The Earth’s core lies thousands of kilometres below us, and much about it still remains a mystery.
The Earth’s core may have stopped spinning, or may even now be spinning backwards, according to a new study.
The core of our planet is made up of an outer layer of liquid metal, and an inner core of solid metal that is about 70 per cent the size of the Moon.
It is generally believed that the core rotates counter-clockwise when viewed from the North Pole, like the rest of planet Earth.
But a study analysing seismic wave data over the past 60 years by researchers at Peking University in China has concluded that the core’s rotation stopped around the year 2009, and then restarted in the opposite direction.
“We think that the core is, relative to the surface of the Earth, rotating in one direction and then the other, like a swing,” Xiaodong Song and Yi Yang, the study authors, told AFP.
A complete cycle (in one direction and then the other) of this swing is about 70 years, they added.
According to the researchers, the last rotation change before 2009 would have occurred in the early 1970s, and the next one will take place in the mid-2040s.
There is still much debate about the nature of the Earth’s core, because gathering information on it is extremely difficult.
The edge of the outer core meets the Earth’s mantle at a depth of around 2,890 km, and this outer core is believed to be made of liquid iron and nickel.
The inner core starts around 5,000 km below the surface of the planet, and is thought to be made of solid iron and nickel, due to the extreme pressure forcing the atoms of the metal to pack together.
It sits within the liquid outer core, and is believed to have been rotating in the same direction as the rest of Earth, based on analysis of seismic waves caused by earthquakes.
Xiaodong Song and Yi Yang studied these seismic waves, finding an associated "gradual turning-back of the inner core as part of an approximately seven-decade oscillation". Their paper is published in the journal Nature Geoscience.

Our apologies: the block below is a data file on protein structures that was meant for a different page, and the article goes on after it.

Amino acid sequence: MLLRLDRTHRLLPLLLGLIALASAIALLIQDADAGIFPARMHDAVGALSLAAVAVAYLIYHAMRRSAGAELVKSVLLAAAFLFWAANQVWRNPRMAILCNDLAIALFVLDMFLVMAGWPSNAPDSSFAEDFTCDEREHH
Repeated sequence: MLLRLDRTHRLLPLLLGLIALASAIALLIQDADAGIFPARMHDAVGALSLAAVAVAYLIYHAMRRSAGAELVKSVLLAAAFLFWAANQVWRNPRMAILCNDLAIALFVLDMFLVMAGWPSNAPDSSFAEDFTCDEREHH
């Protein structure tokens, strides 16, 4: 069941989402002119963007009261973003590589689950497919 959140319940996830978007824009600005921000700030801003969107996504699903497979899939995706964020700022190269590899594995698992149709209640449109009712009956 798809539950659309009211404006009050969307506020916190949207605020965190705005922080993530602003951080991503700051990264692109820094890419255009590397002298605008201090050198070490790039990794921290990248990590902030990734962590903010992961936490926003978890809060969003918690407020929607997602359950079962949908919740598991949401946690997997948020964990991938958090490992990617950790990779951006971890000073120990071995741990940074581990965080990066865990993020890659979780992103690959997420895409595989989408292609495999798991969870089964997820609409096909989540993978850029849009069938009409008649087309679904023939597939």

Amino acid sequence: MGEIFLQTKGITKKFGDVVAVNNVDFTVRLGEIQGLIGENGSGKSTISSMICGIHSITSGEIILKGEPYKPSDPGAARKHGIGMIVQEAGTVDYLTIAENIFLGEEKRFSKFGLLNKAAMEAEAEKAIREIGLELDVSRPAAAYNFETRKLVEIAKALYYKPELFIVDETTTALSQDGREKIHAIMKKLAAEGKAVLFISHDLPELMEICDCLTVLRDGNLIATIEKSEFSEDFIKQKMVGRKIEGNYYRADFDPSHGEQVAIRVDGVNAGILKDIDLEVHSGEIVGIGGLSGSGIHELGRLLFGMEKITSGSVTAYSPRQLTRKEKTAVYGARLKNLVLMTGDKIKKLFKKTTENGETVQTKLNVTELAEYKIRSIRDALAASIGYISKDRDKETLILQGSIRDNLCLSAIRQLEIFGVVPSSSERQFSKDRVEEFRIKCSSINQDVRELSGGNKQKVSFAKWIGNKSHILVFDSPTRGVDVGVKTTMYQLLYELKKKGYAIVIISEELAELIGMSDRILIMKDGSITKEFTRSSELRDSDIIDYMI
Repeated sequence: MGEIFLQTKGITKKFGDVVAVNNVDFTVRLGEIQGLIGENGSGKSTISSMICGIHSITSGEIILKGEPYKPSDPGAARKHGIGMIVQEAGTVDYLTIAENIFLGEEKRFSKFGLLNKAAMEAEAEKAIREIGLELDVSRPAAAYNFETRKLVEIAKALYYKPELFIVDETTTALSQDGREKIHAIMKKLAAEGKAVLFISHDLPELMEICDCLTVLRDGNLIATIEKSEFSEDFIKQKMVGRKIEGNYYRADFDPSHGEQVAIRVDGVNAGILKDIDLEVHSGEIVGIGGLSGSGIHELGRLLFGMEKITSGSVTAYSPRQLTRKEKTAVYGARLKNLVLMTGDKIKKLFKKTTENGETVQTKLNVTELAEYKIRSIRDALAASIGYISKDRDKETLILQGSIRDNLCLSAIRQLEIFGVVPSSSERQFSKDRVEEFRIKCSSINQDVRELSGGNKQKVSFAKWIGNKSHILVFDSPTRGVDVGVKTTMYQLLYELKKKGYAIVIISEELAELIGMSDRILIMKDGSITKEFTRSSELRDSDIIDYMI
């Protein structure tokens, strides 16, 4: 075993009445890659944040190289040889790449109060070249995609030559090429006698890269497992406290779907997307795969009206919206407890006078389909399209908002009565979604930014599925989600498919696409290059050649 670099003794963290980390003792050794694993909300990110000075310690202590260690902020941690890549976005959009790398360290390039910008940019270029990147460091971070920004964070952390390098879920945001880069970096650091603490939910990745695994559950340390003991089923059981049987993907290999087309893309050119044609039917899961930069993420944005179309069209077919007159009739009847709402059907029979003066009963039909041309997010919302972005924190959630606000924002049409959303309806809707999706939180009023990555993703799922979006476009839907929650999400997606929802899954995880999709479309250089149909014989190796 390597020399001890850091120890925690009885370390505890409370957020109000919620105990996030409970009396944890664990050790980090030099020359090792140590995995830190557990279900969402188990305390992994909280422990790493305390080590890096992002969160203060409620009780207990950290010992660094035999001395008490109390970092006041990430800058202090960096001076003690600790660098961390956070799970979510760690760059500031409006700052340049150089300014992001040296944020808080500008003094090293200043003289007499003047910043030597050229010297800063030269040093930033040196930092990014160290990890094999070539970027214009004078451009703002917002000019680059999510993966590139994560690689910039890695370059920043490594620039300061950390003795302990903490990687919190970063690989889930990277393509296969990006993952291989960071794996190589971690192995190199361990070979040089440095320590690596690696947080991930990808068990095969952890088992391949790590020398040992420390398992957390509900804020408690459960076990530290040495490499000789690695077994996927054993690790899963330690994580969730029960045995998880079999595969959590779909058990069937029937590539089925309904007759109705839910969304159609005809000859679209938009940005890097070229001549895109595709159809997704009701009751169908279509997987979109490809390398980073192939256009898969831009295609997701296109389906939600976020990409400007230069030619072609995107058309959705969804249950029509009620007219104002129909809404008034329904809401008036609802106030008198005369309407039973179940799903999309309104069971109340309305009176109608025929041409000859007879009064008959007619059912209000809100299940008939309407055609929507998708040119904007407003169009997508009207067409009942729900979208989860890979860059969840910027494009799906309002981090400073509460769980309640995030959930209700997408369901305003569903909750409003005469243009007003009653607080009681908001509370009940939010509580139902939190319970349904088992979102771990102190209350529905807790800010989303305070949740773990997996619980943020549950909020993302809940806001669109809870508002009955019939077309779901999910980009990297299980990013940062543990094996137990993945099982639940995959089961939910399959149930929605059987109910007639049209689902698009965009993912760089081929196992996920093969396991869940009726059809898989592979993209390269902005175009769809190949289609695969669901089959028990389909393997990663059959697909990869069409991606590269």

"This is a very cautious study carried out by excellent scientists who used a lot of data," said John Vidale, a seismologist at the University of Southern California who was not involved in the research.
However, he added that "none of the existing models really explains all the available data well".
How often does Earth’s inner core rotation change?
Vidale published a study last year suggesting that the inner core oscillates much more rapidly, changing direction about every six years, according to seismic data from two nuclear explosions dating back to the late 1960s and early 1970s.
Another geophysicist, Hrvoje Tkalcic at the Australian National University, believes the cycle of the inner core is about 20 to 30 years, rather than the 70 years proposed by this week’s study in Nature Geoscience.
The Peking University researchers claim in their paper that this oscillation “coincides with changes in several other geophysical observations,” such as the length of days, and changes to the Earth’s magnetic field.
“These observations provide evidence for dynamic interactions between the Earth’s layers, from the deepest interior to the surface, potentially due to gravitational coupling and the exchange of angular momentum from the core and mantle to the surface,” they write.
“We hope that our research motivates researchers to design and test models treating the Earth as an integrated dynamic system,” they explain.